Part 1

Presented by Brad Heinitz

Had a pair of damaged wings from my early training days,(actually had a friend learning without a buddy box) oops. So I dragged them out of the salvageable parts box and decided to put some rake into them. (Still have a straight pair and tail for standard configuration). A new steel brace bar and support tubes were installed after cutting the root end to produce a one chord length sweep at the tip. Several balsa laminate layers were installed at the leading edge root after locating the root leading edges. There is zero dihedral in the wing. The wing root was then capped with a thin ply rib profile. The ribs along the aluminum support tubes were reinforced with 1/8 birch ply, 3/4 square, and on the opposite side a 1/4 x 3/8 balsa piece the length of the rib.

The center servo was removed and two servos "Y"ed together were installed into each wing panel. The ailerons were produced from two "cants" and bonded with plastic hinges installed. Access areas for the modification were covered with monocote patches. The fuselage was modified by installing another NexStar gear box. This box is placed up against the aft most bulkhead under the wing mounting area. Placing the gear in this position was required to keep the tri gear arrangement, as 12.5 oz of lead was installed to a modified vertical fin (balsa planked) that brought the cg back to the new center of pressure (CP) which shifted aft about 5". Last the nylon 1/4 20 wing bolt was swapped for a zinc plated 1/4 20 steel bolt, since most of the flight load is now on the aft section of the wing root. Also note that the engine is not the OS 46 as originally supplied. The current engine is a OS 61 and supplies enough power with the Straight wing config for vertical climb with a 10 x 8 prop.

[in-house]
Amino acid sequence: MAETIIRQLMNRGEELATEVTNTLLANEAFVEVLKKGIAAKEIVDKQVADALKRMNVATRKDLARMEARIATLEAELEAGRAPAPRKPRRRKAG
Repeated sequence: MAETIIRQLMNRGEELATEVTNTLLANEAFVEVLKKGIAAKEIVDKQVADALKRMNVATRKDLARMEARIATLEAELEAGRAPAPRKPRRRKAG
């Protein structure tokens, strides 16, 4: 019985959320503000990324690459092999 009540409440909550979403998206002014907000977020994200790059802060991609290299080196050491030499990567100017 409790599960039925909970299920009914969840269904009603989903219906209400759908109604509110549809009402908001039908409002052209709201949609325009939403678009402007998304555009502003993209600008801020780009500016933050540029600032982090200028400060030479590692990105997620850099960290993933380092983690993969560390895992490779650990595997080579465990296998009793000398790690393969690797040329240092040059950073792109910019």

The first test flight was on January 16, 2011 at the AERCF field. High speed taxi was a bit twitchy as there was to much down trim in the elevator and it tended to wheel barrow. So neutral trim and try again. The nose took a little coaxing with up elevator to lift at what was about a little over stall speed. The straight line of travel went from ok to OH #@$! correct and close throttle. She has a very strong propensity to yaw and roll. The sweep don't help this! Next try to use a little less control input. Airborne! half throttle and scooting right along. Climb #$@! there's that yaw and roll again. OK now lets just try to save the machine from the garbage can. 1/4 throttle level off keep the roll and yaw under control.... OK it turns just fine just be gentle #$@! heading for the deck and #$@! OK Level again coax it around the pattern... good... line up on the runway... almost there... TOUCH DOWN! ........ Hey let's do it again... Next flight was about the same but with less #$@!... I've come to the conclusion that the issue is with the wing tips. The aft rake of the tip produces a unstable area of drag. When the drag components are not equal the aircraft will yaw at the CG. This in turn produces a lift imbalance which induces roll and the #$@! factor increases. So the next step is get my saw out and amputate the offending naughty bits...